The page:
SHANGHAI (Reuters) -- China’s latest interest-rate cut is set to dent the profitability of domestic lenders, especially midsize banks, which are already suffering from higher rates of bad loans and a slowdown in profit growth. The People’s Bank of China unexpectedly cut rates late Friday, stepping up efforts to support small and misize enterprises, or SMEs, which are struggling to access credit and repay loans as the world’ second-largest economy slides to its slowest growth in nearly a quarter of a century.
The central bank slashed the one-year benchmark lending rate by 40 basis points to 5.6 percent and the one-year benchmark deposit rate by 25 basis points to 2.75 percent.
The narrowing of interest-rate margins will eat into lenders’ profitability, with Jiahe Chen, chief strategist at Cinda Securities, predicting it will cut profits by as much as 5 percent.
Interest margins generated from lending have already been shrinking for second-tier lenders, which have been squeezed by competition from online financiers and a rise in funding costs stemming from an industry tussle for deposits.
Fitch Ratings downgraded its credit rating of China Guangfa Bank, a midsize lender, two days before the rate-cut announcement, and said the level of off-balance-sheet lending among second-tier banks was a concern.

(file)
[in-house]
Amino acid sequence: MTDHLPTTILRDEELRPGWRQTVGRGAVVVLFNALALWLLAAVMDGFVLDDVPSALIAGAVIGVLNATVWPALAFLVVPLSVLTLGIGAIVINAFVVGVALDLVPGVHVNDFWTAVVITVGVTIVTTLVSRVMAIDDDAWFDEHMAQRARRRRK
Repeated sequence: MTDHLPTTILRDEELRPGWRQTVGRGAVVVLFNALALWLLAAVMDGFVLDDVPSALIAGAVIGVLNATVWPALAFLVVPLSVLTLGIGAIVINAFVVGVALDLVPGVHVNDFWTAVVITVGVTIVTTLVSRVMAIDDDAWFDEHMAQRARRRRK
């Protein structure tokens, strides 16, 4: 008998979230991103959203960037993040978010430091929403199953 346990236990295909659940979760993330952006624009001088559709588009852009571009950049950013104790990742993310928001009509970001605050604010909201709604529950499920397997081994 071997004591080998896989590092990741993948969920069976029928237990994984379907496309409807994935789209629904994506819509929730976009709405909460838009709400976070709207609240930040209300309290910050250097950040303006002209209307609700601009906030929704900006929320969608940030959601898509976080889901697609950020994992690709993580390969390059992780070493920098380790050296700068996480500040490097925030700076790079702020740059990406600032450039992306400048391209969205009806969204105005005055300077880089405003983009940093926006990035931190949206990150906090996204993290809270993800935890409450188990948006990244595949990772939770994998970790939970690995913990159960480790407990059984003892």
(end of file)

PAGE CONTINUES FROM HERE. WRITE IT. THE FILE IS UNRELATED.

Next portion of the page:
The squeeze on profits will make it tougher for lenders to raise capital to meet new international rules designed to protect depositors from banking collapses. Retaining profits is one way banks can build up regulatory capital.
“In the past when Chinese banks disbursed loans, they mainly relied on profits from their own capital to replenish their capital,” Jiang Jianqing, chairman of China’s biggest commercial bank, the Industrial and Commercial Bank of China Co. Ltd., said at a conference in Beijing Saturday.
‘We Won’t Start Lending Now’
The People’s Bank of China said in announcing the rate cut that it wanted to help smaller firms gain access to credit. While the measures may ease the financing costs of these firms’ existing loans, it is unlikely to encourage banks to write new loans to lower-rung borrowers, bankers said. Smaller companies are considered high risk, and banks do not want to increase their exposure to weaker borrowers, they said.
“At the moment, banks have a lot of problems with them, they have higher rates of default … we’re suspicious of their creditworthiness, so we’re very careful about lending to them,” said a senior loan officer at a top-10 bank. He declined to be identified because he was not authorized to speak to the media.
Among China’s five largest banks, lending will continue to favor China’s state-controlled companies, state-invested enterprises and those involved with large projects overseen by the government, bankers said.
In the third quarter, China’s banks reported rising bad loans and slowing profit growth, amid fears a credit crunch could spread further.
“We’ve been moving away from SME lending over the last two years in my department. We won’t start lending now,” said another senior loan officer at a top-five bank.
(Reporting by Engen Tham; Additional reporting by Koh Guiqing in Beijing, Lawrence White and Lisa Jucca in Hong Kong; Editing by Kazunori Takada and Mark Bendeich)